North Vancouver features three North Shore Mountains amongst them being Grouse Mountain. Its highest peak with an altitude of more than 1200m above the sea level overlooks the Greater Vancouver area. In the early 1920s, the Scandinavians constructed the first lodge on this mountain. Construction of ski runs, access roads and chairlifts followed in later years, especially the 30s and 40s.
The F -86 Sabre U.S Air Force plane that crashed on 12th February in 1954 occurred on this mountain; several parts of the crashed plane like the engine are still at the crash site. Currently, it is a ski area, features lodges and a wind turbine that produces about 1.5 megawatts of power.
During winter (December to May), the alpine ski area, located on the highest peak of this mountain, takes places on its slope found to the south; it features four chairlifts that can allow for twenty six runs. This snowboard and ski area is accessed through a tram. There exist runs for beginners, intermediates, advanced and expert hikers, meaning this is an activity for all. In addition to skiing, other great winter activities on this mountain are ice skating and Snowshoeing.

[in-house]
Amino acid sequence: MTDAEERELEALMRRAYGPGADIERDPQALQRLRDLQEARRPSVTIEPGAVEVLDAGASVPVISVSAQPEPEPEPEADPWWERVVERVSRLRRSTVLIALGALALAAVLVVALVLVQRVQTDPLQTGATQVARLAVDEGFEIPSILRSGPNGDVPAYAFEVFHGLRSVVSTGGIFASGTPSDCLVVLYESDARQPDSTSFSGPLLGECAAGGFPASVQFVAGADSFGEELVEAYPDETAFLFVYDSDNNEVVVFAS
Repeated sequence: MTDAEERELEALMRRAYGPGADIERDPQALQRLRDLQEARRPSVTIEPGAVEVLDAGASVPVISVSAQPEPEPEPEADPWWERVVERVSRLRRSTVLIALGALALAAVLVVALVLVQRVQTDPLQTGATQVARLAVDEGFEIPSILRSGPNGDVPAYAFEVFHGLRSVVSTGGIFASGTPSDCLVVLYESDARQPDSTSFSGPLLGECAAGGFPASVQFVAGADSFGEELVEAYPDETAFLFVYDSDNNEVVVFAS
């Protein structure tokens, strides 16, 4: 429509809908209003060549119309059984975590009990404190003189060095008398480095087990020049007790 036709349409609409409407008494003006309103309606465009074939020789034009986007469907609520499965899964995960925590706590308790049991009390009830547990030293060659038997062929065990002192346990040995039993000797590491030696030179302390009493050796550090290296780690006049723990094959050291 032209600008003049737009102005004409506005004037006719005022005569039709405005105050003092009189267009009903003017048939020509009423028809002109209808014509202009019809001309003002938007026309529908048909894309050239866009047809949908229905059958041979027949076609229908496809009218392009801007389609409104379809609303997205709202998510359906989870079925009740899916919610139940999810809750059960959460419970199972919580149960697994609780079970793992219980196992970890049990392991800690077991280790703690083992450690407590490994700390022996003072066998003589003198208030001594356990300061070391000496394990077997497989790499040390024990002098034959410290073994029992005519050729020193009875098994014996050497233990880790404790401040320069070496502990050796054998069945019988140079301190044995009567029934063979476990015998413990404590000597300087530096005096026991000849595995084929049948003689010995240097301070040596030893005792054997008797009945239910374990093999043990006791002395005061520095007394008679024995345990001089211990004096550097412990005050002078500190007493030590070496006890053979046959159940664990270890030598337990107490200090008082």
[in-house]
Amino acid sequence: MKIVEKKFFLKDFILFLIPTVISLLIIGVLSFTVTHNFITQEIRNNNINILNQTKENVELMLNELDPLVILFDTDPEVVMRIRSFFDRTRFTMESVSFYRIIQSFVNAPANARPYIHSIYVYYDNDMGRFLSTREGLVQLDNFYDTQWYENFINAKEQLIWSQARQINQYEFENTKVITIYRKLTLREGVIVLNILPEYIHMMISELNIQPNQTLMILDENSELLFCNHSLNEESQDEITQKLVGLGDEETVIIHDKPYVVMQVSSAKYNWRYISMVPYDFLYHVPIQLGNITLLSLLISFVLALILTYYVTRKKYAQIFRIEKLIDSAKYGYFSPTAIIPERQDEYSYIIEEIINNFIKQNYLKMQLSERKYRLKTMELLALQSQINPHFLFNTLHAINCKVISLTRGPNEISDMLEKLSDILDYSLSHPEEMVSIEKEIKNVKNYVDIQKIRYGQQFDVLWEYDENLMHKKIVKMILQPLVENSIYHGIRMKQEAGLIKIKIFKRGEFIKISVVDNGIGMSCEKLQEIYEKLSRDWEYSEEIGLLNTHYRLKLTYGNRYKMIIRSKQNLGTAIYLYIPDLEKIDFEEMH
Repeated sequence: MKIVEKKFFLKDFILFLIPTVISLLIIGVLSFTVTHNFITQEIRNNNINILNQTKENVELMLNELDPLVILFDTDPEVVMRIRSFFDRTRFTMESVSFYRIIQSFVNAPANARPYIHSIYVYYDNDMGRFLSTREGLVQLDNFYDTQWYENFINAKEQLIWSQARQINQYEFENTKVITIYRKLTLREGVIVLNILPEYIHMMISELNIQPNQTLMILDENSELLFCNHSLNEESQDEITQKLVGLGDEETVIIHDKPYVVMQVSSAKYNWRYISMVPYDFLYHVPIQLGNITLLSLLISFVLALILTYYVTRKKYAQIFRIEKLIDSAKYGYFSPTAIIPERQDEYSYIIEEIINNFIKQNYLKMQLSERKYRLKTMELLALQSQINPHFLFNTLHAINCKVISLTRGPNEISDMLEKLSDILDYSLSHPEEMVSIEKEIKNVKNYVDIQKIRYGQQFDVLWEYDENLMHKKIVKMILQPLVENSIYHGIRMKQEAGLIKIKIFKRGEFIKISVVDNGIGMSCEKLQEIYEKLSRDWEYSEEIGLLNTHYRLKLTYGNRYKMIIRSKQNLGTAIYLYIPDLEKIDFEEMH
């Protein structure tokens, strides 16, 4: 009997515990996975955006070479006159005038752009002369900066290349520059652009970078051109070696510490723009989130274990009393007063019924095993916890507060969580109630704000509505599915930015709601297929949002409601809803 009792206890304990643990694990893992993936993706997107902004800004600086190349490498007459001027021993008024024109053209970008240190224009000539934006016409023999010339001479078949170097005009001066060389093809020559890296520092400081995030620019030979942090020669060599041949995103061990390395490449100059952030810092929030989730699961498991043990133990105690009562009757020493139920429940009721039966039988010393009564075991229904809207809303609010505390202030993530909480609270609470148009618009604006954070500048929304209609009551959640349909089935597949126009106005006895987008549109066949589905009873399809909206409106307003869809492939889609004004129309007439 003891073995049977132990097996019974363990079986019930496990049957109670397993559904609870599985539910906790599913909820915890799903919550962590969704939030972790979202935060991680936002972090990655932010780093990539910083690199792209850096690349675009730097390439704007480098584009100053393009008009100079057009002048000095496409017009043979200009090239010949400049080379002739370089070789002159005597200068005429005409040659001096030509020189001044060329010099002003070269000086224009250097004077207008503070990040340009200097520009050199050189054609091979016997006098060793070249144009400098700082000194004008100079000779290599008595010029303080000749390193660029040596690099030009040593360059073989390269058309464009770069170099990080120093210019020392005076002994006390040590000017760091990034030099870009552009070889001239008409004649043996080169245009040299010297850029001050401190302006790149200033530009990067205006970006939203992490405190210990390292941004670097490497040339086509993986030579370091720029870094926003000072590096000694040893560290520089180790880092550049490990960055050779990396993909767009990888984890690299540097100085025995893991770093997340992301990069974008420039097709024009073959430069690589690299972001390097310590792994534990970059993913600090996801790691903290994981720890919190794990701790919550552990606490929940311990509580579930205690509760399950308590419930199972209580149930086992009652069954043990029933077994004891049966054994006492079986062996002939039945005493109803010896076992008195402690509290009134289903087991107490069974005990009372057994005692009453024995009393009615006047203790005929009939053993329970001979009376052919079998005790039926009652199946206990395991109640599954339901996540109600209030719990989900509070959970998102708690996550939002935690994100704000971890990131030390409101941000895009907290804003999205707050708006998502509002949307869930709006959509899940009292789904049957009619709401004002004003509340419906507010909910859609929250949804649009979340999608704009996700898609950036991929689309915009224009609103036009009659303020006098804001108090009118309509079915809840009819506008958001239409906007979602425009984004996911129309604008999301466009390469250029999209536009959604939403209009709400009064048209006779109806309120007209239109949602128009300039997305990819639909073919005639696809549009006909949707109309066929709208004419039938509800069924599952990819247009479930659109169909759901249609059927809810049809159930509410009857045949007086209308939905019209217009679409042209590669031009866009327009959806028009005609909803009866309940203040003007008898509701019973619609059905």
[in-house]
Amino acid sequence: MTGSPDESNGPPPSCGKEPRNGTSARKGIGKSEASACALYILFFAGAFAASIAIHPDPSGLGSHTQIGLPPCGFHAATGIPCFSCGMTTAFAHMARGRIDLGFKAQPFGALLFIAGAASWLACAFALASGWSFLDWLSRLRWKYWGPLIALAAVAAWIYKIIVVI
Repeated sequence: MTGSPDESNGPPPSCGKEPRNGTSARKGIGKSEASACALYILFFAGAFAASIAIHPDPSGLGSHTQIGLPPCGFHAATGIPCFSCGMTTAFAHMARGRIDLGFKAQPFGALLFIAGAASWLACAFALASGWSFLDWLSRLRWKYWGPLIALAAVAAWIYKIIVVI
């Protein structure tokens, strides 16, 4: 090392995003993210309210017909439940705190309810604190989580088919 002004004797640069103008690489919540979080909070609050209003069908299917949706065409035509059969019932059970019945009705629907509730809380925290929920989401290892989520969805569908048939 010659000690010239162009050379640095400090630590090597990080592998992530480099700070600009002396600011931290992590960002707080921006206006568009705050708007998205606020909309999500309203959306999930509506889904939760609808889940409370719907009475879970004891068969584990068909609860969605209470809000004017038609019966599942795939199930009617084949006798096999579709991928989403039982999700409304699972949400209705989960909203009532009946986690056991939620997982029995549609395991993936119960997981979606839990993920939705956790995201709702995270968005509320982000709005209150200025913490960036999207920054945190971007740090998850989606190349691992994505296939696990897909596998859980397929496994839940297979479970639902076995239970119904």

There are also summer and all-year round activities that take place on this mountain. The public has access to this mountain through the Grouse Grind hiking trail (also known as the aerial tramway of Swiss Garaventa ) it is well known for. The various facilities and attractions of this place include a wildlife refuge and a theatre at the top of the mountain; these are operational throughout the year. The theatre can accommodate up to one hundred visitors at once.
The hiking trail, Grouse Grind, is steep and covers 2.9km at an altitude of 795m above the sea level. It runs from the gate at the lower end to the mountain top at the Grind Timer; it runs over 17 and 30 degrees on various sections. As a result of the terrain that is mountainous and the steep slopes, this hiking activity is very grueling. Depending on oneâ€™s fitness level, a hiker can reach the top of the Grouse Mountain in a range of 30 to 90 minutes.